Nationalism resulted as a natural consequence of widespread creative folk genius. In France, the formative stage of Romanticism coincided with the Napoleonic Wars, which inspired earlier romantics who painted with themes of battle. Painter Peter Paul Rubens had a series of battle paintings glorifying Napoleon. Thédore Géricault shifted for the emphasis of battle from heroism to suffering and endurance. Géricault's masterpiece, Raft of the Medusa (1818-19, Louvre) portrays the suffering of ordinary humanity, a theme echoed by many others. Delacrox, inspired by English romantic poet Lord Byron, painted his Death of Sardanapalus which had the effect of chaos engulfing the immobile and indifferent figure of the king.
William Shakespeare influenced Dramatic romantics. Although he is looked upon as the epitome of a great writer, his reputation was very different when he was alive. Before Shakespeare, dramatic concepts were derived from ancient Roman and Greek patterns, and critics scorned Shakespeare's unorthodoxy in style as he intermingled ideas of comedy with tragedy or proliferated plots and subplots.
The English romantics glorified Shakespeare's works and the German romantics welcomed his style with open arms. French classical theater had been the preeminent model for drama in much of Europe; but when the German Romantics began to explore and translate Shakespeare's plays, they were overwhelmed. His disregard for the classical rules inspired them. Writers like Friedrich von Schiller and Goethe created their own dramas inspired by Shakespeare. Faust contains many Shakespearian allusions as well as imitating all of the nonclassical qualities enumerated above. Romantics regarded Shakespeare as the essence of folk poetry. His influence of European Drama of the 1800s was enormous and he was also a sprinting board for young romantic painters, composers, and operas.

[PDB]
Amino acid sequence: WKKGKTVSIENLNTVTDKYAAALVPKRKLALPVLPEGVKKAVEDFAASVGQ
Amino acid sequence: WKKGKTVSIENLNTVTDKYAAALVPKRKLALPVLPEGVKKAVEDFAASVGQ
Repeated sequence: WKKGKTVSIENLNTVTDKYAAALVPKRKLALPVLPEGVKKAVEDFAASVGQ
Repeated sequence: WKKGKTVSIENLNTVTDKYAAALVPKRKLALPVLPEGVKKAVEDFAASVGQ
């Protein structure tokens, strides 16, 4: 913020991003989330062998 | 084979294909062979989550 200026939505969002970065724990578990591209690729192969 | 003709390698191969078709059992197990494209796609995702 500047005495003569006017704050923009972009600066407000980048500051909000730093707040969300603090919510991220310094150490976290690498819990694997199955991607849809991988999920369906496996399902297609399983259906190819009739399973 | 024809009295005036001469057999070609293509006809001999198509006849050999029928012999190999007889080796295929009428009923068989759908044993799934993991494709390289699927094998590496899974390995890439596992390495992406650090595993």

While classical art often referred to the ancient Greeks and Romans, the Romantics embraced the wilder aspects of creativity of Western Europeans form the 12-14 centuries. From stained glass windows of cathedrals to King Arthur and the knights of the round table, the medieval period heavily influenced Gothic romantics and generally all art forms of Europe. Artists longed for the simplicisty of the Medieval time period that was not present in the heaviness of the Classical world. Sir Walter Scott was by far the most successful in deriving simplicity in art. Almost forgotten now, his novels like The Bride of Lammermoor and Ivanhoe nevertheless inspired writers, painters, and composers in Germany, France, Italy, Russia and many other lands.
In this time period, artistic interpretation of religion underwent dramatic development. As time passed, artists were drawn to religious imagery in the similar ways, as they were attracted to Arthurian or other ancient traditions in which they no longer believed. Religion became estheticized and artists felt a need to present the Bible with the same freedom as their predecessors with classical mythology, and with as little reverence. For example, Faust begins and concludes in Heaven with characters of God, the Devil, angles, and demons. The Enlightenment had weakened the hold of Christianity over society to the extent that some at least, like Goethe, no longer felt the need to engage in the sort of fierce battles with it Voltaire had fought, but felt instead free to play with it. A comparable attitude can be seen in much of the work of the English Pre-Raphaelite painters who began in mid-century to treat Christian subjects in the context of charmingly "naive" Medievalism.
Romantic art looks like it sounds. This art is highly imaginative, subjective, emotionally intense, and dreamlike. This new romantic taste favored simplicity and naturalness; thoughts were to flow from the canvas as a blatant trace of thought from untutored common people. Specifically in Germany, the idea of collectivity was a dominant idea in the arts. These scholars admired anonymous masses that expressed themselves from the soul rather than popular individual artists. The fantasy of creative folk reflected the lack of knowledge in regards to the process in which the Nazis of the 1930s created songs and stories; also the idealogy of the essence of a German soul was used to dire effect.